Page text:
Recruiting for technology companies primarily in the San Francisco Bay area, Scott Robarge works as principal and recruiter for Another8. In his personal time, Scott Robarge supports the Alzheimer’s Association.
As the leading voluntary health organization that addresses Alzheimer’s care, research, and support, the Alzheimer’s Association began in 1980 when Jerome H. Stone sought to create an organization that complemented federal efforts surrounding the disease. Since 2010, the organization has been named the top large nonprofit to work for by The Nonprofit Times.
Each year, the Alzheimer’s Association sponsors an advocacy forum where more than 1,000 advocates gather in Washington, DC, to promote research, care, and support services for families dealing with this disease. Thanks to an increase in advocacy efforts in recent years, the organization has helped spur federal research funding of almost $1 billion annually. This is almost half of the $2 billion annual goal by 2025 set by the National Plan to Address Alzheimer’s Disease. The plan states that $2 billion annually would be needed to prevent or treat the disease. The 2017 forum is scheduled in May at the Washington Marriott Wardman Park.
In 2010, Scott Robarge founded Another8, a recruiting consultancy that helps meet the talent-acquisition goals of early- to mid-stage technology companies. Outside of his professional achievements, Scott Robarge is an active supporter of charitable organizations, and donates to the Alzheimer’s Association, the country’s premier voluntary health organization in Alzheimer’s care, support and research.
The Alzhemer’s Association recently announced that it is investing $7 million to support clinical trials that will target brain inflammation as a factor in developing Alzheimer’s disease therapy. The investment was made in partnership with a fundraising initiative called “Part the Cloud Challenge on Neuroinflammation,” led by Michaela “Mikey” Hoag, a philanthropist from Atherton, California. The fundraising drive aims to address a critical gap in the understanding and treatment of Alzheimer’s disease. After her father died from Alzheimer’s and her mother began showing symptoms, Hoag decided to launch the initiative in order to raise awareness and advance studies in drug development that might otherwise be hampered by lack of funding.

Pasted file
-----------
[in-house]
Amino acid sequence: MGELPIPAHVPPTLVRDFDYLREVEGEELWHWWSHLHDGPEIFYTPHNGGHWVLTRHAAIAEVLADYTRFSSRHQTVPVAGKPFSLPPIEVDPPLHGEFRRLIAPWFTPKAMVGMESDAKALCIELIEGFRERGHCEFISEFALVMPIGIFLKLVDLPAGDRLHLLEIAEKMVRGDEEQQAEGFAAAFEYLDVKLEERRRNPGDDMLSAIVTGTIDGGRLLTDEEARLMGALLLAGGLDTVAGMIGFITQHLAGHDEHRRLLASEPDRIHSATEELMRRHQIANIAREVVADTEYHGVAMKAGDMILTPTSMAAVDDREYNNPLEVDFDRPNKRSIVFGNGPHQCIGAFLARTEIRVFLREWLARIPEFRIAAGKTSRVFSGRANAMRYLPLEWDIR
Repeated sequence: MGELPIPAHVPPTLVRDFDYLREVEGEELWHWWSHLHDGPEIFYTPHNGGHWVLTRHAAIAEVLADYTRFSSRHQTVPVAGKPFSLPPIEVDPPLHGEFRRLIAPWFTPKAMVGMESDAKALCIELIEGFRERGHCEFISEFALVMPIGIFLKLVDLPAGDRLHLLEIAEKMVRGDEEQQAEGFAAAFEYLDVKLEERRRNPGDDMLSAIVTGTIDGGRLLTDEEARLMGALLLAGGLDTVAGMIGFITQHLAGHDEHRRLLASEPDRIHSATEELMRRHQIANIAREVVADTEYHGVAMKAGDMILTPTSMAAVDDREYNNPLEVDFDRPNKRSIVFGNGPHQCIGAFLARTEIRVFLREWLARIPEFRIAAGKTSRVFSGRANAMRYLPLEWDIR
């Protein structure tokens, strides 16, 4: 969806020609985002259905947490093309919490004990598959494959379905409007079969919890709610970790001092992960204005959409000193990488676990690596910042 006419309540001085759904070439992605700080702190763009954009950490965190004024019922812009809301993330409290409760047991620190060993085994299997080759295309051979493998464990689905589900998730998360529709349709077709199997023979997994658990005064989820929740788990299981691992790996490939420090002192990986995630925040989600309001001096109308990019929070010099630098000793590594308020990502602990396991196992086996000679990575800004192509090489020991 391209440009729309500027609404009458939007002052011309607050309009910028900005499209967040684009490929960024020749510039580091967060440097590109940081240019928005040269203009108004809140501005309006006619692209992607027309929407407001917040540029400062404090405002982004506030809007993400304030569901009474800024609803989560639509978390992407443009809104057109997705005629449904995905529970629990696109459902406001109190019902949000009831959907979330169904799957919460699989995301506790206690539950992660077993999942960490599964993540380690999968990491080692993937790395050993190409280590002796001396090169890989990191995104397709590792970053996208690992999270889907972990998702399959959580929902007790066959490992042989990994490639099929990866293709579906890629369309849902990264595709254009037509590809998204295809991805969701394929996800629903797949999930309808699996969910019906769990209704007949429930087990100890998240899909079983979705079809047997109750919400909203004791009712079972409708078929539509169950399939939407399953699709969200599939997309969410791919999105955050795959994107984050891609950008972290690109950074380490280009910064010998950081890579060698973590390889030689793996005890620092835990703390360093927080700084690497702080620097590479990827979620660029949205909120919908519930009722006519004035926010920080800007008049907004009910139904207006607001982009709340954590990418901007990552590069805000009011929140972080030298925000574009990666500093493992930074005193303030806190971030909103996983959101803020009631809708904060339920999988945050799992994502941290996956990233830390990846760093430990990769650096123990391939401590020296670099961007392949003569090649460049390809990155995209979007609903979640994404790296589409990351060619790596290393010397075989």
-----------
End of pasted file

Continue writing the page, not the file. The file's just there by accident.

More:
Scott Robarge, a professional recruiter for fast-paced technology companies throughout the Bay Area, supports the Alzheimer’s Association. As a contributor, Scott Robarge helps the organization in its goals of augmenting support and care of patients living with the disease.
A top voluntary organization, the Alzheimer’s Association seeks to end the illness by furthering research, offering improved care, and encouraging healthy lifestyles. One way that the association does this is through eliminating the loneliness that Alzheimer’s patients and caregivers commonly experience. The organization develops communities through chapters based nationwide, giving local areas the support that they need.
The organization also hosts ALZConnected®, a free online community that is designed to help people who have Alzheimer’s or dementia. This includes family members, caregivers, friends, people who have lost loved ones, and Alzheimer’s patients.
Staff from the Alzheimer’s Association regularly hold educational sessions and support groups across the US. There is even a Community Resource Finder that offers assistance for housing, service, programs, care, and legal matters.
A recruiter with more than a decade of experience in the field, Scott Robarge founded Another8, a recruiting firm that specializes in partnering with early- to mid-stage technology companies, in 2010. Outside of work, Scott Robarge is a longtime supporter of the Alzheimer’s Association.
The nation’s leading Alzheimer’s disease advocacy, support, and research organization, the Alzheimer’s Association was established in 1980. With a vision of a world without the disease, the association provides care and support through local chapters, online resources, and a telephone helpline that gives advice and information to more than 250,000 callers every year.
The Alzheimer’s Association’s annual event, the Walk to End Alzheimer’s, is the largest awareness and fundraising event for the disease in the world. Although it has no entry fee, the association receives donations and pledges from the walkers. Nearly 500,000 walkers from more than 600 communities participate in the annual event. During the 2- to 3-mile route, participants wear wristbands with a Promise Garden flower that indicates their relationship to the disease. People with Alzheimer’s receive blue flower wristbands, while yellow flowers are for people who currently support or care for someone with the disease. Participants who have lost a loved one to Alzheimer’s receive purple flower wristbands, and orange flowers are for people who do not fall under the other categories but who support the association’s cause.